By Drew Ailes
By Courtney Harrell
By Kyra Scrimgeour
By Jena Ardell
By Mary Willson
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By Tom Murphy
By Tom Murphy
It's after 10 p.m. on a Thursday -- a school night for most folks -- and Herman's Hideaway is packed with nearly 500 people being worked into a frenzy by a brand-new act. Near the end of the set, the tattooed freak show behind the mike says, "Let me clear something up, y'all: I ain't been in California. I ain't been in New York. I've been in the muthafuckin' basement with Alien Pimp, working. We been working, muthafucka."
The human canvas is none other than Mike Villano -- better known to local scenesters in the mid- to late '90s as Mike V, the flamboyant frontman of Chaos Theory. This appearance by his new band-- made up of Mike V, Ben Martinez, Toby Santisteven, Benji Garcia, Kenny Ortiz and DJ Kemo -- marks the first time many people have seen Villano since his former quartet imploded. After that, he seemed to vanish. And for the past few years, the rumor mill has run rampant.
"Mike V? I heard he died a few years ago."
"Nah, man, I heard he's living on the East Coast."
At Chaos's peak, many fans believed the rap-metal outfit was on the verge of becoming the next big thing -- you know, the act that would finally put Denver on the map. The group would sell out venues like the Gothic and the Ogden on a regular basis -- pretty unheard of for a local band. So what happened? It's a question Villano has been asked, and has answered, many times.
"People are like, 'Why'd you guys break up?' You know, especially with me -- they'd be like, 'Why'd you break up with Chaos Theory? Are you fuckin' crazy? You guys were about to blow up,'" says Villano. "We weren't about to blow up. We were never going to blow up, because there was too much bullshit going on. And it took so much effort just to get done with what we were doing.
"The reason we broke up, there wasn't enough support, too much hatin'," he adds. "This has happened many times to me. People are always trying hard to stop the person that's trying to go, 'cause they don't have the energy. They want to bring you down to their level instead of helping and saying, 'Hey, take me with you. Let's go. Let's do this.' Yeah, there was definitely a lot of internal conflict."
Villano would much rather discuss Alien Pimp. He's in love with this new band, and when he talks about it, he can barely contain his excitement. One of the act's offerings, "A Love Would Last," is the first love song that Villano has ever written. It's probably not about the band, but it could be. "It's cool to have my bandmembers, for once in my life, say, 'God, I'm so fuckin' proud of you, dude, for what you've come up with and what you're doing,'" he says. He's quick to point out that he doesn't write any of the arrangements --"I would never pat myself on the back for the music," he insists, "'cause I cannot play an instrument"-- although he does produce and co-produce a lot of the songs.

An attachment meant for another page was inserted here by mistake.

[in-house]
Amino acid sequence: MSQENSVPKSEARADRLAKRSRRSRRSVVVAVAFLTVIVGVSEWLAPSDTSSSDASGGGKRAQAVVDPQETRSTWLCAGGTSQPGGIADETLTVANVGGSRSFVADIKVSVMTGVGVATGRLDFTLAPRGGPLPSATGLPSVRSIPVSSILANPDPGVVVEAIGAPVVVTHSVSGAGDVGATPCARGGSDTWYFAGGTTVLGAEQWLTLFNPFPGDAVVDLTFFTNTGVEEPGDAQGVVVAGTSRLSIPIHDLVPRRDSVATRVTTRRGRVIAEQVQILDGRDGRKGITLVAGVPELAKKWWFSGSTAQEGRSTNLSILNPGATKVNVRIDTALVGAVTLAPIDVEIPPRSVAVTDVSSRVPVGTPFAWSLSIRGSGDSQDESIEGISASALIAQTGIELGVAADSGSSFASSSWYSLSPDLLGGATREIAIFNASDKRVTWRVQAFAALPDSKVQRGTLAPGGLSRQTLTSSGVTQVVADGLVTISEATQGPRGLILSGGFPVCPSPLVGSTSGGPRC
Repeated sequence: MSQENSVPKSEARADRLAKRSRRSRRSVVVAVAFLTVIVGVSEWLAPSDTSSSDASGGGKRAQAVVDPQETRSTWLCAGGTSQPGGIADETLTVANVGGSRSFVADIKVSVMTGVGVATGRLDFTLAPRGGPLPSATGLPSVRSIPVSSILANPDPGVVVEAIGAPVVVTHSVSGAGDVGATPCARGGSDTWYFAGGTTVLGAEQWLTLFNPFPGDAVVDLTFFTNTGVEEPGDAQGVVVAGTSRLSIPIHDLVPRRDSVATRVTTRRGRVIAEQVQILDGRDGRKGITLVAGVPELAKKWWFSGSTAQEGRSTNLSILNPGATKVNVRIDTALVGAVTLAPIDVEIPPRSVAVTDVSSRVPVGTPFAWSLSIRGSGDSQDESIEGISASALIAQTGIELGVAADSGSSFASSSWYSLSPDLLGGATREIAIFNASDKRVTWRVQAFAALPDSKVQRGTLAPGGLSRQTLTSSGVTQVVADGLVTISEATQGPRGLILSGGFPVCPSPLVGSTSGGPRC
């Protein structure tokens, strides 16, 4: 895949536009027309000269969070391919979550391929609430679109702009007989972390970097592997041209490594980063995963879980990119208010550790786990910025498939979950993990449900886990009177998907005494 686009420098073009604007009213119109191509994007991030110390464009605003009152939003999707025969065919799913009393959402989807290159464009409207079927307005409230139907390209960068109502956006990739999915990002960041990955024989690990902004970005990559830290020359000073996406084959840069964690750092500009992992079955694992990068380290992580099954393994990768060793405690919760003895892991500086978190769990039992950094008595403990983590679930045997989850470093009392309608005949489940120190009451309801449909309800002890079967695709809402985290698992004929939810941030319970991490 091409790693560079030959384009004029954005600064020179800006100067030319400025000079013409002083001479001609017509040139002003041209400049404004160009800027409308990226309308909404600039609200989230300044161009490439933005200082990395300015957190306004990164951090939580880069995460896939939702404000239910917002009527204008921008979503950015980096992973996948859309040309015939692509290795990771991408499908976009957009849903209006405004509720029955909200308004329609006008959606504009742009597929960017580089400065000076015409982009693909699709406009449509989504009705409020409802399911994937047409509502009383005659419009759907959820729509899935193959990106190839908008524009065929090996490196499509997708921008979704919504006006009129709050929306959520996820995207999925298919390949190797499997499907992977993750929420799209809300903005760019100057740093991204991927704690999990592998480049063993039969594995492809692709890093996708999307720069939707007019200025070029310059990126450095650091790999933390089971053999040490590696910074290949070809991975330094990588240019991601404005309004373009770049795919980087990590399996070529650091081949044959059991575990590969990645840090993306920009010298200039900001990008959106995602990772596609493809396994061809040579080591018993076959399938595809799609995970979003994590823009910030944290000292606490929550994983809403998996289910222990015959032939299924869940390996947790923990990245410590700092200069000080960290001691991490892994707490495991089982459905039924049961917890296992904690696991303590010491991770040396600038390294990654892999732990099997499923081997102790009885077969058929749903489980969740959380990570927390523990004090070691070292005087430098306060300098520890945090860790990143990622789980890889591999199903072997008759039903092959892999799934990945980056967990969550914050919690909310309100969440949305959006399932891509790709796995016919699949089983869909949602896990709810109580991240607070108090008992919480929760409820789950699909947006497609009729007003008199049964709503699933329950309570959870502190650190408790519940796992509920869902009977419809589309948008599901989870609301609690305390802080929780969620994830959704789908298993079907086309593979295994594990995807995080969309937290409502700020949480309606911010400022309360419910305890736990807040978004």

After Chaos Theory broke up, Villano dumped all of his time, energy and "loot" into a solo effort titled Gameface Vision. "My love for hip-hop goes way back," he explains. "I was listening to Rodney O and Joe Cooley, Ice T's first album, Public Enemy's first album.... Years ago, I was listening to hip-hop. Before it fell off and came back, I was listening to hip-hop. So when we broke up, I said, 'Fuck it. I like rap. I'm going to go the solo route, you know. I can't get support; I can't get help. Why drag other people with me? I'm gonna do it by myself.'"
While he didn't exactly do it by himself -- former Disciples of Bass skinsman Count D produced and spent some money on the project -- he did deliver exactly what he had intended: a bangin' hip-hop album. Ten thousand dollars later, though, Villano discovered that without a band, the material didn't translate live.
Disillusioned with the process - but not necessarily the music -- Villano dropped out of the scene.
You might not know Villano by name, but I can guarantee you'd never forget the dude if you saw him. He's one scary-looking mofo, about as scary as they come. Both of his arms are fully sleeved, his bald head and his neck are almost completely covered in ink, and he has flames tattooed in place of eyebrows, and holes in his ears big enough to stick your fingers through.
So how did Villano fly beneath the radar? Easy: He became a doorman at an after-hours club, making "mad loot." Under cover of darkness, this city morphs into a completely different place, which explains why no one had seen Villano all these years: Unless you partied 'til six in the mornin', there's no way you would have.
He thought about giving up, getting a regular job and becoming just another tattooed guy. But music was never far from his mind, because, as he says, "I'm an entertainer before anything." Villano is the first to admit that he's not the best vocalist; in Chaos Theory, he couldn't find pitch on a baseball diamond. Yet on the Alien Pimp material, his voice has never been better. On "Be That Way" and a few of the other tracks, he's actually singing -- not rapping -- and sounds damn good!